1. While he executed the priest's office before God in the order of his course. That is, when it came the turn of his course to minister in the temple.


Copyright Statement
These files are public domain and are a derivative of an electronic edition that is available on the Christian Classics Ethereal Library Website. These files were made available by Mr. Ernie Stefanik. First published online in 1996 at The Restoration Movement Pages.

Bibliography
J. W. McGarvey and Philip Y. Pendleton. "Commentary on Luke 1:8". "The Fourfold Gospel". https:https://www.studylight.org/commentaries/tfg/luke-1.html. Standard Publishing Company, Cincinnati, Ohio. 1914.

John Trapp Complete Commentary

8 And it came to pass, that while he executed the priest’s office before God in the order of his course,

Ver. 8. In the order of his course] He took but his turn, and served but his time. God never purposed to burden any of his creatures with devotion.


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Bibliography
Trapp, John. "Commentary on Luke 1:8". John Trapp Complete Commentary. https:https://www.studylight.org/commentaries/jtc/luke-1.html. 1865-1868.

Expository Notes with Practical Observations on the New Testament

Here note, 1. That none but a son of Aaron might offer incense to God in the temple; and not every son of Aaron neither: nay, not any of them at all seasons, God is a God of order, and hates confusion no less than irreligion. And, as under the law of old, so under the gospel of this day, No man ought to take this honour upon him, but he that is called of God, as was Aaron.

Observe, 2. That there were courses of ministration in the legal services, in which the priests did relieve one another weekly. God never purposed to burthen any of his servants with devotion, nor is he pleased when his service is made burthensome, either to or by his ministers. Many of the sons of Aaron served together in the temple, according to the variety of their employments, which were assigned them by lot: and accordingly it fell out this time, that Zachary was chosen by lot to burn incense.

Observe, 3. That morning and evening, twice a day, the priests offered up their incense to God, that both parts of the day might be consecrated to him, who was the Maker and Giver of their time. This incense offered under the law, represents our prayers offered to God under the gospel. These Almighty God expects that we should, all his church over, send up to him morning and evening. The ejaculatory elevations of our hearts should be perpetual; but if twice a day we do not present God with our solemn invocaton, we make the gospel less officious than the law; and can we reasonably think that Almighty God will accept of less now, than would content him then?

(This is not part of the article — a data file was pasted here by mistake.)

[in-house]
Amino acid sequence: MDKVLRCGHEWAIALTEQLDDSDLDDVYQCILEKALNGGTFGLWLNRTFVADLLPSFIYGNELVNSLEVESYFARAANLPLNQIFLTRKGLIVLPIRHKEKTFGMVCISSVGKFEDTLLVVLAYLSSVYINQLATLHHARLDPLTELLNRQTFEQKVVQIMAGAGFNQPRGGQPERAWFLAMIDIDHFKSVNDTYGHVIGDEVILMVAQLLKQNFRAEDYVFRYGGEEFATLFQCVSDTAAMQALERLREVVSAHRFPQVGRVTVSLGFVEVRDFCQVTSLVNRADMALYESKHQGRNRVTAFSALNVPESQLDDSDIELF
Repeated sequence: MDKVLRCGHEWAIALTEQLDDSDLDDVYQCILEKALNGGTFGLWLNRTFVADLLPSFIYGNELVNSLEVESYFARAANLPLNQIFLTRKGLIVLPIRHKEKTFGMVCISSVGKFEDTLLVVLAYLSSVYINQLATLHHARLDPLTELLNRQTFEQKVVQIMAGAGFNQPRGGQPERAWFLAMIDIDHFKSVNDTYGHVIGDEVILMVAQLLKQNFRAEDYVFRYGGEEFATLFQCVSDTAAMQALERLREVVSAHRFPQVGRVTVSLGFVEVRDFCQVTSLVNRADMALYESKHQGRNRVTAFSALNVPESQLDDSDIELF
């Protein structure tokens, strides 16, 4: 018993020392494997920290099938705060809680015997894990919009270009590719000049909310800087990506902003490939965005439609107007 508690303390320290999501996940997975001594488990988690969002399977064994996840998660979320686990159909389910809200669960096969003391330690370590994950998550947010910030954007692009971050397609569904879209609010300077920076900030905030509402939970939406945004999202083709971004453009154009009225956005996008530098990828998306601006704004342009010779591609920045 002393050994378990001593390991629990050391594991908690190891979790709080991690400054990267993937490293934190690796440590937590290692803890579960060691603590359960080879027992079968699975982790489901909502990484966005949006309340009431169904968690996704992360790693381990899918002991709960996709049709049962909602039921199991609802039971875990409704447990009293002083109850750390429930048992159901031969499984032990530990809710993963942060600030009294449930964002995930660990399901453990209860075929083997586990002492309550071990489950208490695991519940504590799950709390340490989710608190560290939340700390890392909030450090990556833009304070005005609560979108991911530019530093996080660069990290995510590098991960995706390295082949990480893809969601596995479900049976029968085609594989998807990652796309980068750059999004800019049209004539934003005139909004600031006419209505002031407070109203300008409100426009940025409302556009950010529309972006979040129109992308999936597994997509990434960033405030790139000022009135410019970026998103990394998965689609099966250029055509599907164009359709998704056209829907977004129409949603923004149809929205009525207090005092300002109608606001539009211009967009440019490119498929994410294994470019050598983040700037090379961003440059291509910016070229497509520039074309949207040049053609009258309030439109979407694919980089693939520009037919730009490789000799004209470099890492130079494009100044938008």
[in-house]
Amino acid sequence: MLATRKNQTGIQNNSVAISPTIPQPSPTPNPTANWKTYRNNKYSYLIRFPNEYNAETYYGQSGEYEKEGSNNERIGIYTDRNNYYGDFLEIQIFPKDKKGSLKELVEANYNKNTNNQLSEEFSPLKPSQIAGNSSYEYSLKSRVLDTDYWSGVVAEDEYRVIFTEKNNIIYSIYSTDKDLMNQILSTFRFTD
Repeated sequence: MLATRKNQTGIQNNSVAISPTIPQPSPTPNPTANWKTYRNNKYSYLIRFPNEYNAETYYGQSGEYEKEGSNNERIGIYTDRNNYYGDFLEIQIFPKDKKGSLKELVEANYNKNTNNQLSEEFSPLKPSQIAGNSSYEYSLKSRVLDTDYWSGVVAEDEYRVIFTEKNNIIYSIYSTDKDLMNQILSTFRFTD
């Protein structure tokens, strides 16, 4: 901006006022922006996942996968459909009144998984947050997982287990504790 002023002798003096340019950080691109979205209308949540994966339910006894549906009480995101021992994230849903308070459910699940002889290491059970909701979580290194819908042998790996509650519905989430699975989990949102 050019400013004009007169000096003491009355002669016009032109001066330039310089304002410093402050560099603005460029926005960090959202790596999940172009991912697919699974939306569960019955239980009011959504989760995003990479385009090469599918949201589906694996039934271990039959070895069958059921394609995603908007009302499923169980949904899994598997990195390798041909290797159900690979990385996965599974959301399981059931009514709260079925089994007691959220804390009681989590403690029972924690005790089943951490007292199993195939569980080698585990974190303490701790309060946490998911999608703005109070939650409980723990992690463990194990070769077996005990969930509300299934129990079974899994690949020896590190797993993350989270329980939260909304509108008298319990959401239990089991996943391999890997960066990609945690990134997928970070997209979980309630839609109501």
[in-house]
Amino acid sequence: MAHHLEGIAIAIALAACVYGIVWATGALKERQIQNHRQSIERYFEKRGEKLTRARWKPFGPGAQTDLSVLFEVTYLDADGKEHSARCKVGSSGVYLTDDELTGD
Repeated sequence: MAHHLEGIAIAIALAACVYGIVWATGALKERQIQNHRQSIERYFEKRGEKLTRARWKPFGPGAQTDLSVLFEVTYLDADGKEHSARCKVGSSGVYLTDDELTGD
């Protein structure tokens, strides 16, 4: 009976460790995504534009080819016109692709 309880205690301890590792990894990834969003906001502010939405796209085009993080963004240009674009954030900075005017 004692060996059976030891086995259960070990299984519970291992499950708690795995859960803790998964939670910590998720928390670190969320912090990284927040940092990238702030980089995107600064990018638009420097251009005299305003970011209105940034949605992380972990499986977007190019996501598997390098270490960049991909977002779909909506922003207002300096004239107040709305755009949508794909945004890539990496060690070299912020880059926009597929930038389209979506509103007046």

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Bibliography
Burkitt, William. "Commentary on Luke 1:8". Expository Notes with Practical Observations on the New Testament. https:https://www.studylight.org/commentaries/wbc/luke-1.html. 1700-1703.

Heinrich Meyer's Critical and Exegetical Commentary on the New Testament

Luke 1:8 f. ἐγένετοἔλαχε] thus without interposition of καί. Both modes of expression, with and without καί, are very frequent in Luke. See generally, Bornemann in loc.

κατὰ τὸ ἔθος τῆς ἱερατ.] according to the custom of the priesthood, does not belong to what precedes (Luther, Kuinoel, Bleek), to which ἔθος would be inappropriate, but to ἔλαχε τοῦ θυμιᾶσαι; the usual custom, namely, was, that the priest of the class on service for the week, who was to have the honourable office of burning incense, was fixed every day by lot, just as in general the several offices were assigned by lot. See Tr. Tamid, v. 2 ff.; Wetstein, and Paulus, exeget. Handb.; Lund, Jüd. Heiligth., ed. Wolf, p. 804 f. How the casting of lots took place, see Gloss. Joma, f. 22, 1, in Lightfoot, p. 714.